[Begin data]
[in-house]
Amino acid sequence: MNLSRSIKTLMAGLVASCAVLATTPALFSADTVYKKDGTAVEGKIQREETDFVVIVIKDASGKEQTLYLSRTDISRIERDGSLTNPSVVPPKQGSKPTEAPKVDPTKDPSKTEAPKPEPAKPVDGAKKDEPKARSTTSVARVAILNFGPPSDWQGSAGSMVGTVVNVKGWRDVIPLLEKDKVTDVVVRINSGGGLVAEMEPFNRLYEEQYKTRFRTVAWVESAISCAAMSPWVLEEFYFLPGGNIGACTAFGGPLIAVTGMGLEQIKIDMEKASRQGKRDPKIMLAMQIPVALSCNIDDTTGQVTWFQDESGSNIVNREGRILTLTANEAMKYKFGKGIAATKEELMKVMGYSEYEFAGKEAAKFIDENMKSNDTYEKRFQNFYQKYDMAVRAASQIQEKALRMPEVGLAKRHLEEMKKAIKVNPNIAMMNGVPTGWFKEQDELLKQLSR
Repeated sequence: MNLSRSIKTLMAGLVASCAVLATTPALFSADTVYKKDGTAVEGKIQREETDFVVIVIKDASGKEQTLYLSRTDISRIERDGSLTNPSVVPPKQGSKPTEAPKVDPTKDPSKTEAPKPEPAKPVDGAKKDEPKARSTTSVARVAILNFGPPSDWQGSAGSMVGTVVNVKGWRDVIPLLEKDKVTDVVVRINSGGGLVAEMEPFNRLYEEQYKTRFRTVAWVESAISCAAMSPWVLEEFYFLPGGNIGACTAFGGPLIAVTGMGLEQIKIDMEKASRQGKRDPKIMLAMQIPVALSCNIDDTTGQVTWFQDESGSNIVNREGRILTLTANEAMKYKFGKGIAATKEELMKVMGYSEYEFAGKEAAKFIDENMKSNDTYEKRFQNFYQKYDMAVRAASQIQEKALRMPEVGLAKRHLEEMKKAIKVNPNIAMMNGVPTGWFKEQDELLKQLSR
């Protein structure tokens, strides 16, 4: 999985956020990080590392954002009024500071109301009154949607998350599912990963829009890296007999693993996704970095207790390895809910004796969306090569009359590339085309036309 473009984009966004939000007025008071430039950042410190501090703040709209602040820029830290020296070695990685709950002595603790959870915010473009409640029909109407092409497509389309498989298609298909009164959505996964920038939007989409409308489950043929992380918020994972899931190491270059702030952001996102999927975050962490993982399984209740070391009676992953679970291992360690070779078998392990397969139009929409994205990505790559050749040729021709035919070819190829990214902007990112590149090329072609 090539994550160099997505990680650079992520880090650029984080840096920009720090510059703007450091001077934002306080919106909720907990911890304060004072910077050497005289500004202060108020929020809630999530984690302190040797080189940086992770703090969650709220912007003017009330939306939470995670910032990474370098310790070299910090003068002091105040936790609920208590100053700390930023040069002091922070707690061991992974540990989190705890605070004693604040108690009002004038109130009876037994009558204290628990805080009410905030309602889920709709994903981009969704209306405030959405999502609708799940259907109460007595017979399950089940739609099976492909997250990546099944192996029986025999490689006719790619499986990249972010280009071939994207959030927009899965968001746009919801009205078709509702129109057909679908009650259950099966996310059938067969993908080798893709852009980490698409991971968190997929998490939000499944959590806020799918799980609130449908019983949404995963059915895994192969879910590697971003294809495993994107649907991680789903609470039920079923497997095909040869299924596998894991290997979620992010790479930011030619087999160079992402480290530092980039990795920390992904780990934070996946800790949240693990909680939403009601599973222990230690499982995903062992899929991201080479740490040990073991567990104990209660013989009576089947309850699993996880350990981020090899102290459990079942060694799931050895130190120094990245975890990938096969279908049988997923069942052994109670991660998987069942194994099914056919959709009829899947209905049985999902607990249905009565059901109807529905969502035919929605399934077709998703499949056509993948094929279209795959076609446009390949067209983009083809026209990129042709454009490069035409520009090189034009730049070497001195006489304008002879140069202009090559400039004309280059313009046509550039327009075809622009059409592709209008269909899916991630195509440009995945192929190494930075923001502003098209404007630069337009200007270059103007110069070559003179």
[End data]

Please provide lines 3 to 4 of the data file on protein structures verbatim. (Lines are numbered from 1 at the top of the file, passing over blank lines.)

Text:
Repeated sequence: MNLSRSIKTLMAGLVASCAVLATTPALFSADTVYKKDGTAVEGKIQREETDFVVIVIKDASGKEQTLYLSRTDISRIERDGSLTNPSVVPPKQGSKPTEAPKVDPTKDPSKTEAPKPEPAKPVDGAKKDEPKARSTTSVARVAILNFGPPSDWQGSAGSMVGTVVNVKGWRDVIPLLEKDKVTDVVVRINSGGGLVAEMEPFNRLYEEQYKTRFRTVAWVESAISCAAMSPWVLEEFYFLPGGNIGACTAFGGPLIAVTGMGLEQIKIDMEKASRQGKRDPKIMLAMQIPVALSCNIDDTTGQVTWFQDESGSNIVNREGRILTLTANEAMKYKFGKGIAATKEELMKVMGYSEYEFAGKEAAKFIDENMKSNDTYEKRFQNFYQKYDMAVRAASQIQEKALRMPEVGLAKRHLEEMKKAIKVNPNIAMMNGVPTGWFKEQDELLKQLSR
């Protein structure tokens, strides 16, 4: 999985956020990080590392954002009024500071109301009154949607998350599912990963829009890296007999693993996704970095207790390895809910004796969306090569009359590339085309036309 473009984009966004939000007025008071430039950042410190501090703040709209602040820029830290020296070695990685709950002595603790959870915010473009409640029909109407092409497509389309498989298609298909009164959505996964920038939007989409409308489950043929992380918020994972899931190491270059702030952001996102999927975050962490993982399984209740070391009676992953679970291992360690070779078998392990397969139009929409994205990505790559050749040729021709035919070819190829990214902007990112590149090329072609 090539994550160099997505990680650079992520880090650029984080840096920009720090510059703007450091001077934002306080919106909720907990911890304060004072910077050497005289500004202060108020929020809630999530984690302190040797080189940086992770703090969650709220912007003017009330939306939470995670910032990474370098310790070299910090003068002091105040936790609920208590100053700390930023040069002091922070707690061991992974540990989190705890605070004693604040108690009002004038109130009876037994009558204290628990805080009410905030309602889920709709994903981009969704209306405030959405999502609708799940259907109460007595017979399950089940739609099976492909997250990546099944192996029986025999490689006719790619499986990249972010280009071939994207959030927009899965968001746009919801009205078709509702129109057909679908009650259950099966996310059938067969993908080798893709852009980490698409991971968190997929998490939000499944959590806020799918799980609130449908019983949404995963059915895994192969879910590697971003294809495993994107649907991680789903609470039920079923497997095909040869299924596998894991290997979620992010790479930011030619087999160079992402480290530092980039990795920390992904780990934070996946800790949240693990909680939403009601599973222990230690499982995903062992899929991201080479740490040990073991567990104990209660013989009576089947309850699993996880350990981020090899102290459990079942060694799931050895130190120094990245975890990938096969279908049988997923069942052994109670991660998987069942194994099914056919959709009829899947209905049985999902607990249905009565059901109807529905969502035919929605399934077709998703499949056509993948094929279209795959076609446009390949067209983009083809026209990129042709454009490069035409520009090189034009730049070497001195006489304008002879140069202009090559400039004309280059313009046509550039327009075809622009059409592709209008269909899916991630195509440009995945192929190494930075923001502003098209404007630069337009200007270059103007110069070559003179």